More from Motoring

Once in a while, someone steps through the looking glass and ends up in a parallel world. The folks at Autoengina, based out of Pune, are just such a bunch. The lovely café racer you see on these pages, accompanying the red first-generation Bajaj Pulsar 150, is called The Splittin’ Image and is literally a parallel world — it’s a 300cc parallel twin! No, Bajaj didn’t secretly launch such a motor, it was Autoengina who made it. I suppose even they got tired of waiting for the manufacturer to make a twin and decided to lead by example.

The old Pulsar is here for nostalgic indulgence and to serve as a vantage point from which to contemplate the custom machine, one that has two DTS-i heads powering its 300cc heart. It’s easy to pass off the custom twin as just another louder-than-thunder café job; its proportions are spot on and only a close look reveals the blacked-out twin hiding in plain sight, at which point any person interested in bikes will end up squatting next to the bike, scanning the motor from all possible angles as much as a head shaking with disbelief will allow.

The Autoengina team essentially fabricated a crank and a crankcase, and bolted on two Pulsar 150cc heads, though the process is undoubtedly not as simple as I made it sound. Twin pod-filtered carburettors feed the cylinders; it’s not a high-tech job or anything, just a simple yet audacious attempt at creating a unique motorcycle. The rough total cost of the build was Rs 2.2 lakh, around Rs 1 lakh smoked by the motor itself. Parts from a bunch of other motorcycles make up the custom: the front fork is off a Dominar, the front wheel is from a Royal Enfield, the rear wheel is from an FZ-16 converted to a spoked unit, the monoshock is off an R-15, and the brakes are from Pulsars. The Autoengina team must’ve been excellent at integration in school

However, the star of this show is that motor, and it’s only the third homemade twin I’ve ridden so far. The first was a Royal Enfield-based V-twin and the other a Yamaha RX 100-based parallel twin, and this Pulsar-based one is bang between those two. It’s not as complicated as the RE effort and not as simple as the two-stroke. As I looked at the old Pulsar, I realised there was another unforeseen-yet-welcome reason for its presence — to come back to sanity after staring at The Splittin’ Image for too long. Not that it mattered once the latter came to life.

Seems quite natural, even though it’s not.

This particular old Pulsar was the base version, so it didn’t have an electric start; the last time I saw a blank where the starter button should be must’ve been when the bike was first launched 18 years ago. Coincidentally, the custom bike features only a kick starter, too, a similarity that connected the old machine to the newborn one. Heaving down on the kick, The ‘Splittin’’ part of the bike’s name made complete sense as it shattered eardrums for miles around. For no reason at all, the image of Frankenstein’s monster roaring to life, and settling into a confused idle, came to mind.

Thanks to the free-flowing air filters and freer-flowing exhausts that are essentially open pipes, the twin revved quick and smooth. Of late, the bike had developed a bit of valve clatter, so I had to be gentle with the throttle; apparently, the cure is to use valves from a KTM 200 Duke that are more capable of handling the stresses generated by a twin rather than the humble ones of the Pulsar. Even so, the Image was reasonably enthusiastic in the way it moved, despite some slip from the stock Pulsar clutch; apparently, the cure is to use a Pulsar 220 clutch. As anyone who’d ever taken up the noble cause of a motorcycle project will attest, these things are never really completed.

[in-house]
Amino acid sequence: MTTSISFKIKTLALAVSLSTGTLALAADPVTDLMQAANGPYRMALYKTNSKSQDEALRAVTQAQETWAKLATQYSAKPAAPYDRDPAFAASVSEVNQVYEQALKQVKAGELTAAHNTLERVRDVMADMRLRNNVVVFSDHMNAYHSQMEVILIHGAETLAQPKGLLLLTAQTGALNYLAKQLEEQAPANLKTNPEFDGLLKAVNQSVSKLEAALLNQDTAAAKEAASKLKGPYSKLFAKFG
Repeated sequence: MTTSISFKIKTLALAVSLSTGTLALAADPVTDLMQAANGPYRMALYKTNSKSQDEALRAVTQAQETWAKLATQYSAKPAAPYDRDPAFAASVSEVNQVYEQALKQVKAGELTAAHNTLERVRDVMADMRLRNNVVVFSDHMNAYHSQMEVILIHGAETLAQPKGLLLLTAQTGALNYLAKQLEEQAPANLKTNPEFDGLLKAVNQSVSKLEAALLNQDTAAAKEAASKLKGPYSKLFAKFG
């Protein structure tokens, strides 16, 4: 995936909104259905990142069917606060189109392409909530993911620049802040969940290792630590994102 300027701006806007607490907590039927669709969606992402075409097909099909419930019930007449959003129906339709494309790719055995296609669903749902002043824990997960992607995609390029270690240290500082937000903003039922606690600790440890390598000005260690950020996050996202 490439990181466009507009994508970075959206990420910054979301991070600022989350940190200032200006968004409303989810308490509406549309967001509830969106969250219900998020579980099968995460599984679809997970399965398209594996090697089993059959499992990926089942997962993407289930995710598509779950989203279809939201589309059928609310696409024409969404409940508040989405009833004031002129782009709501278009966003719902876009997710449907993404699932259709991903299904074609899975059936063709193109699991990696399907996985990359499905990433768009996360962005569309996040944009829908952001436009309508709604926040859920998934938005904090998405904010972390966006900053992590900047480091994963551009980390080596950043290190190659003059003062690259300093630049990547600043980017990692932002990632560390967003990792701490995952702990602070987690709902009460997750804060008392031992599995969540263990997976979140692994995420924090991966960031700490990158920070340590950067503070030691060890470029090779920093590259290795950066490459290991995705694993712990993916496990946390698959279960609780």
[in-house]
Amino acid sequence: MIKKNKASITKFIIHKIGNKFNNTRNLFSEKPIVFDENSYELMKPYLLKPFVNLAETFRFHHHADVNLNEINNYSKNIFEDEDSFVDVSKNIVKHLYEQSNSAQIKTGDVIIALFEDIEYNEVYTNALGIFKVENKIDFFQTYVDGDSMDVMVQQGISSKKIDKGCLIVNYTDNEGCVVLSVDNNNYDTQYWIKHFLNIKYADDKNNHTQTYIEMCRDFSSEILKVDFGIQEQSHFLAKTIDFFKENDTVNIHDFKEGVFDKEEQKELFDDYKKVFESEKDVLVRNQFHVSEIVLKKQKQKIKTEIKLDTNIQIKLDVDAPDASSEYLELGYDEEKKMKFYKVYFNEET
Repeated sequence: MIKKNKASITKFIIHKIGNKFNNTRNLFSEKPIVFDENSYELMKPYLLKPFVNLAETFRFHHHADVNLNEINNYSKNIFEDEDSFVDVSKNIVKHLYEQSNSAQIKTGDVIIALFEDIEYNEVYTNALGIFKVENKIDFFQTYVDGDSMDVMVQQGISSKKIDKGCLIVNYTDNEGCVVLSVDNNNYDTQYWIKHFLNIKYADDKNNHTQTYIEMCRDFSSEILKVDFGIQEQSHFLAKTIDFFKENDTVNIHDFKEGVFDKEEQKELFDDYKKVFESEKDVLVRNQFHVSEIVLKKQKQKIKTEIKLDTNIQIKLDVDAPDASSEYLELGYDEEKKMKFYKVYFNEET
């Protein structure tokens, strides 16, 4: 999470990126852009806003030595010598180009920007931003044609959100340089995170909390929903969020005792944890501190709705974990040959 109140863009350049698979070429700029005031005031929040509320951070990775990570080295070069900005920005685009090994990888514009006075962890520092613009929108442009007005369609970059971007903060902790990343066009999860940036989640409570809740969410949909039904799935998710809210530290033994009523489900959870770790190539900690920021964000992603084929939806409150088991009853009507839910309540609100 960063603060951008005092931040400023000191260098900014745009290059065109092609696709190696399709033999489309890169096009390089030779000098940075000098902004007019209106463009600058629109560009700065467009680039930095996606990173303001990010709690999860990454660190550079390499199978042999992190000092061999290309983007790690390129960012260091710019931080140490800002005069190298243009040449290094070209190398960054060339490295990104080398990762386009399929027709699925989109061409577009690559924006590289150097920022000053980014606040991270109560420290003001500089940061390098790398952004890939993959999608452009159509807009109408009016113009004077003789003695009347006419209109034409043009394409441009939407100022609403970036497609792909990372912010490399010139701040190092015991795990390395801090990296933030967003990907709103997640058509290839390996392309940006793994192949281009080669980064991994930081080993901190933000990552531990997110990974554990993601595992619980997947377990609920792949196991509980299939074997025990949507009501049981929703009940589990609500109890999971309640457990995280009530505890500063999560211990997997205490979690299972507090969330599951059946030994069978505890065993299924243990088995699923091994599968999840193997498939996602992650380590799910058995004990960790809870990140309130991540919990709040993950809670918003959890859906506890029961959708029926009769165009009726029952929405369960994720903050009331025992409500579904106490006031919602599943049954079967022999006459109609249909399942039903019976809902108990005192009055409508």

How a familiar tail can become an exotic one.

With the all-too-familiar sensations of a home-built motorcycle, The Splittin’ Image is great fun to ride for short blasts. The dedicated café racer riding position makes sure of both, the ‘fun’ part as well as the ‘short’ bit. That stinger of a tail was actually not as uncomfortable as it looked and it looked superb, of course, picking things up where the KB 100 tank left them. However, grabbing a handful of throttle scattered any and all thoughts to the wind. On a dyno run, the twin printed out 25 bhp and 3.0 kgm, reasonable numbers by any standard; mechanical losses mean that adding a piston does not double the horsepower of a stock bike.

Acceleration is vivid enough, though the gear shifts were a bit too clunky for my liking. Handling, on those fat tyres and with a weight of around 180 kg, was more stable than nimble. And the brakes worked perfectly, so I avoided riding this one-off into a ditch or a tree. Above all, I felt I was committing a crime riding a bike this loud. I just wish it had less noise and more sound. And as I wished that, I realised that whatever I say about this bike is academic anyway.

It takes a lot of effort and passion to make something like this motor, and those two things stand on a base of understanding how things work. To do what manufacturers won’t, to produce something individuated, that’s the spirit of custom motorcycle culture. And, as this case shows, sometimes there’s more to it than a handlebar swap or a paint job.

Later, sat on the old Pulsar after taking it for a spin, I sat wondering. The old bike still felt so good; the smooth motor brought back memories of my own Pulsar 180 on which I started my real motorcycling life. If you’d told me back then that I’d one day ride a Pulsar twin made by someone other than the factory, I’d have laughed them out of the bar. And yet, here it was. And it was dangerous hanging around people who made it, too, as evinced by the gradual increase of thoughts in my mind concerning a KTM 390-based twin. Got a bit too close to the looking glass, there.